``The government had to address the problem sooner or later,'' said Denis Durand, a senior partner at Jarislowsky Fraser Ltd. in Montreal, which oversees C$58.5 billion, and is ``marginally'' invested in income trusts. ``There was a concern that too many unsuitable companies and industries would try to convert and that would affect the reinvestment process.''

    More Coming

    Other companies that have announced plans to take advantage of the income trust structure include Dundee Wealth Management Inc., an asset-management firm, that plans to sell a minority stake in its Goodman & Co. mutual fund arm through an initial public offering of trust units. Dundee said it's reviewing the IPO plans.

    ``We knew there were more coming,'' Flaherty said, adding he's following moves by governments in Australia and the U.S. to curb growth in these securities. ``It's absolutely necessary to act on this issue in the interest of fairness.''

    Income trusts fell because the increased taxes on payouts make them less attractive for investors. Until this year, the returns for the S&P/TSX Capped Income Trust Index, including dividends, have topped the benchmark S&P/TSX index each year since 1999.

    The announcement ``is going to deliver some pretty nasty re-evaluations of all the trusts,'' Marcel Coutu, chief executive of Canadian Oil Sands, said in a telephone interview. ``We'll certainly be thinking about how it impacts us and how the trust sector is going to evolve from here.''

    Corporate Taxes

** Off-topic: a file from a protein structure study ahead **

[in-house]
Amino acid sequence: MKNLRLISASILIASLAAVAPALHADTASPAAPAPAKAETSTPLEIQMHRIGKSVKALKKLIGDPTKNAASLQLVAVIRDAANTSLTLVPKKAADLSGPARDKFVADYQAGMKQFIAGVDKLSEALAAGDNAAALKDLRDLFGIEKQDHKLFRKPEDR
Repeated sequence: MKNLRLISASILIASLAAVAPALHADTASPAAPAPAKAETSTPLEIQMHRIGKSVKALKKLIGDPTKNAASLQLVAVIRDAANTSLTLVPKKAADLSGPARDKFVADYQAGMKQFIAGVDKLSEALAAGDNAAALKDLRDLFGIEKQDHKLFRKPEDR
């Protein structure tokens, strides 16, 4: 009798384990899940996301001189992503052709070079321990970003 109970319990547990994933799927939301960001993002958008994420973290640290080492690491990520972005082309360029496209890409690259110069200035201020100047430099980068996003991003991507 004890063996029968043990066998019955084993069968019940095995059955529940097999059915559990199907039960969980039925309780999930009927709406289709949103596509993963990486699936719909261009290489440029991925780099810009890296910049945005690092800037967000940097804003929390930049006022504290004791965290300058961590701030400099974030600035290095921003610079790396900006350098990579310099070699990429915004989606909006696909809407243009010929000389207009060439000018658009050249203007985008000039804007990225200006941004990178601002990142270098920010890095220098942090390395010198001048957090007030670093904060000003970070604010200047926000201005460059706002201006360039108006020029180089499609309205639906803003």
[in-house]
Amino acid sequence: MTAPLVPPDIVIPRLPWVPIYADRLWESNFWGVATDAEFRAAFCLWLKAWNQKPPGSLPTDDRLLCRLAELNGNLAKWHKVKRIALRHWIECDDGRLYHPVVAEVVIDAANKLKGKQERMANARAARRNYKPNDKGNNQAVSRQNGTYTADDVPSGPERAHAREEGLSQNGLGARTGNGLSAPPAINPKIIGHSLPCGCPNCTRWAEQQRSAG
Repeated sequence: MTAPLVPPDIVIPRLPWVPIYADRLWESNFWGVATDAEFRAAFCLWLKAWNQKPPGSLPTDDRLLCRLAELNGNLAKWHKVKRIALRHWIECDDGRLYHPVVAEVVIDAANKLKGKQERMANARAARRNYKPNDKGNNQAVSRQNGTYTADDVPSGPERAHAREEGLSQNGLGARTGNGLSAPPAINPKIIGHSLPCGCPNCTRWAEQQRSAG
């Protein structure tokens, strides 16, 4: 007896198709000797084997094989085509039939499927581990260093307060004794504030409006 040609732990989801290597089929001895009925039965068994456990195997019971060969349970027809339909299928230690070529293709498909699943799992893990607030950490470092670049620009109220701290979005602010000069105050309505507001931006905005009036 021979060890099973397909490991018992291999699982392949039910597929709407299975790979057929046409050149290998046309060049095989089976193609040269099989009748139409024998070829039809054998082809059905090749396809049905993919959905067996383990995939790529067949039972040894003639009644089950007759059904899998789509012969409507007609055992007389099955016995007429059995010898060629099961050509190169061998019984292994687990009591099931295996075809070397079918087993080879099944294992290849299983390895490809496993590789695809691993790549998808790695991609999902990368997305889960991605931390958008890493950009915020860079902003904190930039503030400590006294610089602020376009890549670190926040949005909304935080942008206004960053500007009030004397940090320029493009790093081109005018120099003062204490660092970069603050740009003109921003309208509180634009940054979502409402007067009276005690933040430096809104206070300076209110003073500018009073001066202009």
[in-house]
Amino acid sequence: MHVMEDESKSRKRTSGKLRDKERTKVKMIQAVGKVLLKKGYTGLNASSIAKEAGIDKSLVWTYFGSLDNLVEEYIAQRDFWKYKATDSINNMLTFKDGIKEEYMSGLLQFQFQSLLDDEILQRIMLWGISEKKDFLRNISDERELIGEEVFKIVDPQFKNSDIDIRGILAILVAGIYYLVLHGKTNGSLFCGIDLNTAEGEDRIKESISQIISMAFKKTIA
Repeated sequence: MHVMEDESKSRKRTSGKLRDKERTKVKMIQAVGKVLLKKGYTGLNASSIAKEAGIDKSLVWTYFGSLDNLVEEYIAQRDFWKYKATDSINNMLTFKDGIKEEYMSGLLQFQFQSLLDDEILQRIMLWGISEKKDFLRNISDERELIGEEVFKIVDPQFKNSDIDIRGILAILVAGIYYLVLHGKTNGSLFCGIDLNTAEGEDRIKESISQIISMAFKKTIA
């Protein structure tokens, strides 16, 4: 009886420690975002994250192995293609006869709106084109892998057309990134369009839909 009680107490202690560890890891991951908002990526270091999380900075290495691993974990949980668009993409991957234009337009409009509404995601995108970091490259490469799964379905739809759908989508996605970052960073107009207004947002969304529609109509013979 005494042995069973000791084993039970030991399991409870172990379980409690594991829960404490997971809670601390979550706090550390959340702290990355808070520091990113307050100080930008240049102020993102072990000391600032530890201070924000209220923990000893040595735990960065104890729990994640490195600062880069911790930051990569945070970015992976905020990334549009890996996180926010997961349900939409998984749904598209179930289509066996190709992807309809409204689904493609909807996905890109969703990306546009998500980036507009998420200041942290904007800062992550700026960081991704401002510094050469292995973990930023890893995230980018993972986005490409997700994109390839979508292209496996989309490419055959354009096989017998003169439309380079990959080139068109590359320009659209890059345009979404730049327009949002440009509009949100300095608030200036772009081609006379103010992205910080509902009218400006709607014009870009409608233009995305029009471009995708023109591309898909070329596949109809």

The government plans to tax trusts in much the same way it taxes corporations. As a result, trusts will no longer be allowed to deduct for income taxes the payouts they make to shareholders. Income will then be taxed at a rate of 31.5 percent by 2011, the finance department said in a statement yesterday.

    The changes will effectively raise the tax rates for investors in tax-sheltered retirement accounts, pension funds, and for U.S. investors. The U.S. shareholders, who pay a 15 percent withholding tax on their trust dividends, will be paying a tax rate of 41.5 percent in 2011, the government said. Tax- exempt Canadian pensions will pay 31.5 percent, according to the finance department. Individual investors would continue to pay about 46 percent on trust payouts.

    Tax Rules

    The income trust issue has been a political minefield in Canada over the past two years. Trusts lost billions of dollars in market value last year when the previous Liberal government said it might change the tax rules, prompting Flaherty's Conservative Party to pledge in the campaign for elections in January that it would not tax trusts if it won power.

    Rather than tax trusts, the previous Liberal Party government cut dividend taxes to reduce companies' incentive to convert to trusts, a move Flaherty said didn't go far enough.

    The Conservative Party lacks a majority of seats in Parliament and needs support from opposition parties to pass laws. The New Democratic Party, which had called a moratorium on new income trusts earlier this month, may be ready to support the plan, Judy Wasylycia-Leis, head of financial affairs for the party, said in a telephone interview.

    To help soften the blow, Flaherty announced C$6.5 billion in additional tax cuts over six years, mostly for seniors, including a plan to allow income-splitting for pensioners as of next year.

    The government also said it will cut the corporate income tax rate by one-half percentage point as of Jan. 1, 2011, and increase the age credit amount by C$1,000 to C$5,066.

  2. #2

    Recoup you money!

    If you lost money in the income trust you can recoup some funds by switching over to high yeilding stocks such as banks, utilities and pipelines.
    Never cry over spilt milk when the kitty has run out of the barn.
    Last edited by J. Peterman; 11-06-2006 at 02:01 PM.